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Neuro-Linguistic Programming
Research Data Base [ Schleh M, 1987. | Id:142 ]

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Schleh M N: An examination of the Neurolinguistic Programming hypothesis on eye movements in children. Dissertation Abstracts International 48(2), 584-B Biola University, Rosemead School of Psychology (Pub = AAC8709616): 93, 1987.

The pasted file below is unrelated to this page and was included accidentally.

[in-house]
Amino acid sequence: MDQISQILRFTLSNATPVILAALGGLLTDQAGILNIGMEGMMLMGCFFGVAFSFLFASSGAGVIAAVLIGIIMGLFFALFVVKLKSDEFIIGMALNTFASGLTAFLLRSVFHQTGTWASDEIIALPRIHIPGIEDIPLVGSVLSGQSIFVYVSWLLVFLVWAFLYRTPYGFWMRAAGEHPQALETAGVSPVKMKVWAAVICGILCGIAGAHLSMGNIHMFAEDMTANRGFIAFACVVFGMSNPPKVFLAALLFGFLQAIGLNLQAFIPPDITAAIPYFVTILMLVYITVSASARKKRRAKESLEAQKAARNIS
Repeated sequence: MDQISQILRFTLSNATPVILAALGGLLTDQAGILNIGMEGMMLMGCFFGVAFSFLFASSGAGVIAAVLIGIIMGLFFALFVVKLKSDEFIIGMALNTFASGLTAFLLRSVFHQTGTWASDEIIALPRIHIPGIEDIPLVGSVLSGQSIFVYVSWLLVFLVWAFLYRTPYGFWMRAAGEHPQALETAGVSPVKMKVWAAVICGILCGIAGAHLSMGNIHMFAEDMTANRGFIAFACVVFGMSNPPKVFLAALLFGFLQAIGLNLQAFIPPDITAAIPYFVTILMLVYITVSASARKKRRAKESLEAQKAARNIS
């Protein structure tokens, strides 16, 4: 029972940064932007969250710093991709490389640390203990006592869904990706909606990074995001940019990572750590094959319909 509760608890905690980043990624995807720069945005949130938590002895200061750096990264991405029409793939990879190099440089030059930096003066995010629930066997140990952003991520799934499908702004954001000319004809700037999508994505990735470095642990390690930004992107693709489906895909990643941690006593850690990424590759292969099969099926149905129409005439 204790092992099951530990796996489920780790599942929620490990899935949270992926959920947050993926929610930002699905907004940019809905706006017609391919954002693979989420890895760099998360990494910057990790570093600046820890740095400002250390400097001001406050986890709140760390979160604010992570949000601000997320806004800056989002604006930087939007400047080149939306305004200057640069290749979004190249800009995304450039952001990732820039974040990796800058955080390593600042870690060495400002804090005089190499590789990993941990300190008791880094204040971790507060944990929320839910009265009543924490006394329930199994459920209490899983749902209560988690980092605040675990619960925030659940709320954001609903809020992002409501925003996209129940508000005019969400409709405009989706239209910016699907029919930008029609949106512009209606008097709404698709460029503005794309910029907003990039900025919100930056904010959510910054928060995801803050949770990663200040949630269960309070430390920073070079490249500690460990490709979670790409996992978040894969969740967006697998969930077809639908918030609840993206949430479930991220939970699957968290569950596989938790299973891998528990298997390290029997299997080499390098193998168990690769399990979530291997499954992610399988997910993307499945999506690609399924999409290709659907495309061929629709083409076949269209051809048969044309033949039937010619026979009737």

Abstract: Two specific hypotheses were examined in this study. The first was that children will exhibit a consistent, observable relationship between stimulus question type and their subsequent eye movements in the direction predicted by Bandler and Grinder (1979). The second hypothesis was that older children, who have been in the educational system for many years, would exhibit a significantly higher degree of uniformity in their eye movements during responses to spelling questions than would very young school children. The subject sample was comprised of children from three age groups -- first grade, fifth grade, and high school. Participants were administered questions which had been categorized as either visual, auditory, or kinesthetic in nature, and asked to spell words of average difficulty from the Spelling subtest of the Wide Range Achievement Test, Revised Edition. The results provided only limited support for the first hypothesis, and no support for the second. In the Question Phase the first- and fifth-graders responded with "auditory" eye movements significantly more often than the other types, regardless of stimulus question type. High school subjects did not evidence any significant difference in the type of responses they generated regardless of question type. A between grades comparison for the Question Phase indicated that the first- and fifth-graders generally made significantly more "auditory" eye movements than did the high school subjects, while high school subjects made significantly more "visual" eye movements. This same trend was also seen in the Spelling Phase data: younger subjects made significantly more "auditory" eye movement responses, while those made by high school students were generally more "visual". Rather than being consistent with the Neurolinguistic Programming (NLP) hypothesis of eye movements, the results are suggestive of a developmentally based bias in the direction of eye movement responses.


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